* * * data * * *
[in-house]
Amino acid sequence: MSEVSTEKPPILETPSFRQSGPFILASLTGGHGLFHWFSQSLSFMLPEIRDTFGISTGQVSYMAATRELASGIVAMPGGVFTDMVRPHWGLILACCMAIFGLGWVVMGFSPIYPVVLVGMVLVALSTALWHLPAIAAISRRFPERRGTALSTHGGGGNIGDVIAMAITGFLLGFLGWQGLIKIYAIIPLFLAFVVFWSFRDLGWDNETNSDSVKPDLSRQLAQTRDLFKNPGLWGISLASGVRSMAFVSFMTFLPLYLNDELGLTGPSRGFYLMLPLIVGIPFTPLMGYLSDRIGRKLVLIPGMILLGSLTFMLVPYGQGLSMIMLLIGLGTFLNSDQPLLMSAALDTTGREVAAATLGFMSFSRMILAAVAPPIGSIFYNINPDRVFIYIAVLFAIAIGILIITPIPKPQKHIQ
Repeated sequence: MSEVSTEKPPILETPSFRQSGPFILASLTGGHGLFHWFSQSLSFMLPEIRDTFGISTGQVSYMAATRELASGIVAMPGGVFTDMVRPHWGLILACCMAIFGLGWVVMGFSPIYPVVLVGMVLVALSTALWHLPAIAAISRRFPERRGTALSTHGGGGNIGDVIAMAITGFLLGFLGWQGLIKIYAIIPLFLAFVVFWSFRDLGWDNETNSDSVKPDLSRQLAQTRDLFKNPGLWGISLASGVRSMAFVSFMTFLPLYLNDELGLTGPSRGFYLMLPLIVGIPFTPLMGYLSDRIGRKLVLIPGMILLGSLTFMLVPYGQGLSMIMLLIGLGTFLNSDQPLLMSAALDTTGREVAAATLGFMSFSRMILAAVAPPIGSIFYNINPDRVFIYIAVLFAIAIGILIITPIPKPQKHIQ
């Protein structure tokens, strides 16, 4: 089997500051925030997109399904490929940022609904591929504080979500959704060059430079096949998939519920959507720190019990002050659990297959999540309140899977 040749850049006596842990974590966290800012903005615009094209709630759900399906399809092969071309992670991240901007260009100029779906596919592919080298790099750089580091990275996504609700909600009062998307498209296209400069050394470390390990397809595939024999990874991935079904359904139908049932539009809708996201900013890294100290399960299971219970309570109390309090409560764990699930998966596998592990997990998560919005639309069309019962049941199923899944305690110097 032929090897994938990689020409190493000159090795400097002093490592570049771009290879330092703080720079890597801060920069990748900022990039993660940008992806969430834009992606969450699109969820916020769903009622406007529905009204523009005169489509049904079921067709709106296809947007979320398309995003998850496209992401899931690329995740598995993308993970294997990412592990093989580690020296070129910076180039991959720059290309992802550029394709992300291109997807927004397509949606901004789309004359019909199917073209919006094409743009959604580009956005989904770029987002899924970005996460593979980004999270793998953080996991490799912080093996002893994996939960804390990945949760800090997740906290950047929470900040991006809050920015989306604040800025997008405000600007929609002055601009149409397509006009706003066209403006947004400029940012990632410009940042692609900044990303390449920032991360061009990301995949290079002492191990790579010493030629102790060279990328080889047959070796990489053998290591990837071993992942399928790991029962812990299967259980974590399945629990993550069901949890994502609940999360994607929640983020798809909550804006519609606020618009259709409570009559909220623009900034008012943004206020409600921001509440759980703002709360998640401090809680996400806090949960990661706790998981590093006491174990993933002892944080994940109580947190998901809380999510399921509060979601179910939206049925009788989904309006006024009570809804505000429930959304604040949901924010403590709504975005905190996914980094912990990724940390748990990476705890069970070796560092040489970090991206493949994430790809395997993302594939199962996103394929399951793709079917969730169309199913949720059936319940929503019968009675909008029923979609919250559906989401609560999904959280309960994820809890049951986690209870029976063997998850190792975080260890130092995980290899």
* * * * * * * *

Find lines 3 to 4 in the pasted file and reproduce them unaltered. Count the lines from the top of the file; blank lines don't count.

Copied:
Repeated sequence: MSEVSTEKPPILETPSFRQSGPFILASLTGGHGLFHWFSQSLSFMLPEIRDTFGISTGQVSYMAATRELASGIVAMPGGVFTDMVRPHWGLILACCMAIFGLGWVVMGFSPIYPVVLVGMVLVALSTALWHLPAIAAISRRFPERRGTALSTHGGGGNIGDVIAMAITGFLLGFLGWQGLIKIYAIIPLFLAFVVFWSFRDLGWDNETNSDSVKPDLSRQLAQTRDLFKNPGLWGISLASGVRSMAFVSFMTFLPLYLNDELGLTGPSRGFYLMLPLIVGIPFTPLMGYLSDRIGRKLVLIPGMILLGSLTFMLVPYGQGLSMIMLLIGLGTFLNSDQPLLMSAALDTTGREVAAATLGFMSFSRMILAAVAPPIGSIFYNINPDRVFIYIAVLFAIAIGILIITPIPKPQKHIQ
């Protein structure tokens, strides 16, 4: 089997500051925030997109399904490929940022609904591929504080979500959704060059430079096949998939519920959507720190019990002050659990297959999540309140899977 040749850049006596842990974590966290800012903005615009094209709630759900399906399809092969071309992670991240901007260009100029779906596919592919080298790099750089580091990275996504609700909600009062998307498209296209400069050394470390390990397809595939024999990874991935079904359904139908049932539009809708996201900013890294100290399960299971219970309570109390309090409560764990699930998966596998592990997990998560919005639309069309019962049941199923899944305690110097 032929090897994938990689020409190493000159090795400097002093490592570049771009290879330092703080720079890597801060920069990748900022990039993660940008992806969430834009992606969450699109969820916020769903009622406007529905009204523009005169489509049904079921067709709106296809947007979320398309995003998850496209992401899931690329995740598995993308993970294997990412592990093989580690020296070129910076180039991959720059290309992802550029394709992300291109997807927004397509949606901004789309004359019909199917073209919006094409743009959604580009956005989904770029987002899924970005996460593979980004999270793998953080996991490799912080093996002893994996939960804390990945949760800090997740906290950047929470900040991006809050920015989306604040800025997008405000600007929609002055601009149409397509006009706003066209403006947004400029940012990632410009940042692609900044990303390449920032991360061009990301995949290079002492191990790579010493030629102790060279990328080889047959070796990489053998290591990837071993992942399928790991029962812990299967259980974590399945629990993550069901949890994502609940999360994607929640983020798809909550804006519609606020618009259709409570009559909220623009900034008012943004206020409600921001509440759980703002709360998640401090809680996400806090949960990661706790998981590093006491174990993933002892944080994940109580947190998901809380999510399921509060979601179910939206049925009788989904309006006024009570809804505000429930959304604040949901924010403590709504975005905190996914980094912990990724940390748990990476705890069970070796560092040489970090991206493949994430790809395997993302594939199962996103394929399951793709079917969730169309199913949720059936319940929503019968009675909008029923979609919250559906989401609560999904959280309960994820809890049951986690209870029976063997998850190792975080260890130092995980290899």